Tag Archives: Super Smash Bros.

91: Bokeh Filters

This week, at Jennifer’s suggestion, I took a look into creating lens filters for my camera that would allow us to create custom-shaped highlights in bokeh photography. Firing the laser at some simple black cardstock, I carved a 2″ diameter circle with some tabs to mount it to the zoom lens enclosure on my camera. In the center of said circle, at about a half an inch big, I cut three designs featured as series icons in Super Smash Brothers: Samus Aran’s logo, Team Starfox’s logo, and a paw representing Nintendogs. I used a nice sturdy rubber band to secure the tabbed circle directly to the front of the lens.

The Starfox filter was attached upside down; it flipped in practice.
The Starfox filter was attached upside down; it flipped in practice.

Laying out and cutting these pieces was so simple compared to actually capturing the images I aimed for. I didn’t do any proper measurement for how big the Smash-shaped holes should be, despite recommendations elsewhere to use an equation involving the focal length and aperture size of your camera. I was also using a fairly middling camera without much breadth of options in either of those two categories.

An assortment of paw-shaped highlights from Nintendogs
An assortment of paw-shaped highlights from Nintendogs
These are Samus Aran's logo, I swear!
These are Samus Aran’s logo, I swear! They flipped on me, too.

It took a few hours of straight up experimentation (and a couple bundles of Christmas lights for easy bright highlights) before I was able to capture what resembled the beautiful creamy bokeh art out there on the Internet. One thing I didn’t realize until I was taking my third batch of pictures (the Starfox logo) was that the art you choose might appear flipped depending on which end of the focus spectrum you’re settling on. My hardware doesn’t have a fully manual focus option, so it was pretty difficult getting the shapes to fully reveal themselves. Still, it was a little bit magical when the shapes finally grew out of the blur in my viewfinder as I continued to adjust aperture, zoom, and focus settings. If you’ve got a decent camera, you should definitely give bokeh style photography a try, even if you don’t have a filter to turn the highlights into fun shapes!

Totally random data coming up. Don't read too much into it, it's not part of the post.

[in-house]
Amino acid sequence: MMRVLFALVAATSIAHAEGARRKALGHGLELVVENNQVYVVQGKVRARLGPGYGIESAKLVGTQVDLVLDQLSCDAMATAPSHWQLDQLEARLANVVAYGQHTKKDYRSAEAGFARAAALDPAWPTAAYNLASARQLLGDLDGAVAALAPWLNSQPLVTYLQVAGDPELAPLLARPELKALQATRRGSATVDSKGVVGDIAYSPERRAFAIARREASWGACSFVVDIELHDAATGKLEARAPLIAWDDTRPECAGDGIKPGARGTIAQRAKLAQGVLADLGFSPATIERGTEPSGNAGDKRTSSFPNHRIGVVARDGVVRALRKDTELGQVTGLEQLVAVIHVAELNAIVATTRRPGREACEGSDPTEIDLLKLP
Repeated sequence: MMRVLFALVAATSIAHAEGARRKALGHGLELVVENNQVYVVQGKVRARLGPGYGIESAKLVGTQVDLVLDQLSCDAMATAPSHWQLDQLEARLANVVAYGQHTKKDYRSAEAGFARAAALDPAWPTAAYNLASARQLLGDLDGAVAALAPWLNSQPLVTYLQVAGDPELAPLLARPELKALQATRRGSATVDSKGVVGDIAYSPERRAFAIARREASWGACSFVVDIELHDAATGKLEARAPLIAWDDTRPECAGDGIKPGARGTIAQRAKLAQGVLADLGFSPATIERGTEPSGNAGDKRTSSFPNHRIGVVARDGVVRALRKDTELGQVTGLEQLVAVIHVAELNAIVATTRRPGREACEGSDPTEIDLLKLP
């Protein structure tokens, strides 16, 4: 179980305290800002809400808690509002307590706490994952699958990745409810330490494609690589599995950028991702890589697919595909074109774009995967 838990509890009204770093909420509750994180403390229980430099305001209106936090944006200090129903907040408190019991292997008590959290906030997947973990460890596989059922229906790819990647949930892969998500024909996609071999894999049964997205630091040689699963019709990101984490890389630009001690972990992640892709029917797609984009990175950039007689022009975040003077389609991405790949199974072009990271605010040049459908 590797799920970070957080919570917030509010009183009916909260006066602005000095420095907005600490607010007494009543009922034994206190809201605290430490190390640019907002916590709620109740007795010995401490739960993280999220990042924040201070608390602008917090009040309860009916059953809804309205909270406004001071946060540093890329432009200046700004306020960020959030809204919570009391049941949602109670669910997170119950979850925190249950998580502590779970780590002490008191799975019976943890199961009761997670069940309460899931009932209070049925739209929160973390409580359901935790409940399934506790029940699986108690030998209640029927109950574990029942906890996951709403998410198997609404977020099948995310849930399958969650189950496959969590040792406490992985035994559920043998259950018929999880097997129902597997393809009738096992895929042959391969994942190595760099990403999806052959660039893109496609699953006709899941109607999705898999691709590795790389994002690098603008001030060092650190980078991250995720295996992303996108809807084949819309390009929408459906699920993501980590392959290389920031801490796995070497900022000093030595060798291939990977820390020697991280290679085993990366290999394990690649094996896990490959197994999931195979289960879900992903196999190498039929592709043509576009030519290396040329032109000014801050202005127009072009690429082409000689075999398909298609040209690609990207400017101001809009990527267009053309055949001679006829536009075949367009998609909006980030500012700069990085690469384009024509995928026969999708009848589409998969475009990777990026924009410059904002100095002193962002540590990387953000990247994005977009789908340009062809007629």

With the zoom wide and the focus as close as possible, the lens filter cropped the entire scene clearly!
With the zoom wide and the focus as close as possible, the lens filter cropped the entire scene clearly!
Tiny Starfox emblems, somewhat visible despite focus issues.
Tiny Starfox emblems, somewhat visible despite focus issues.

37: Controller Tags

I was thrilled when Brenn commissioned something I hadn’t done before: acrylic labels for a Nintendo Wavebird controller.  I’m a huge fan of the Super Smash Bros. series of games and have three well-worn Wavebirds of my own, but in this case I would be making a name label for Alex, or “Killer Noodle 2.”

A template cut from cardstock helped determine shape issues.
A template cut from cardstock helped determine shape issues.

Aesthetics came about a little by accident: Brenn suggested a car racing theme, but the checkerboard flag pattern I made ended up looking far more like a zipper than a flag. We decided to couple the zipper design with a Gamecube logo approximation font called Gamecuben.

The shape took a few tries to get right. That was mostly because I was too lazy to do precise measurements, but I did use some laser-cut cardstock to get a feel how the final acrylic piece would fit between the D-pad and the thumb buttons. Compared to the cardstock prototype, which wrapped down around the Start/Pause button, I cropped the final acrylic piece a little farther up so I could avoid obsessing over following the controller’s curved shapes as much as possible. It helped balance out the length of the username printed front-and-center, anyway!

Engraving through transfer tape didn't work so well.
Engraving through transfer tape didn’t work so well.

I used some 1/16″ Silver/Black foiled acrylic with an adhesive layer on the back. This made adhering the final pieces a snap. A long time ago, I ran across a conversation on a laser engraving forum suggesting that, with the right power settings, one could laser engrave certain 2-ply acrylics through the transfer tape, resulting in a clean engraving with no blow back thanks to the tape. Well, I tested that with this project and while I didn’t experiment with every power and speed setting available, I did give it a handful of shots. The results were almost universally sticky and inconsistent. A pity!

A matching tag for the Wavebird's receiver.
A matching tag for the Wavebird’s receiver.

A simple rounded rectangle with an LED window was made to fit on the Wavebird’s receiver unit. It used the same stroke effect and type as the main controller piece, so it was also quick and easy!

This was a fun project, partly because of my fondness for the hardware involved, and partly because collaborating with Brenn came easily, the design snapped together without much trouble and required few prototypes, and the final acrylic really stands out on the controller. Frankly, it might stand out too much, but I’m fond of it anyway!

The completed set: one Wavebird game pad and one receiver!
The completed set: one Wavebird game pad and one receiver!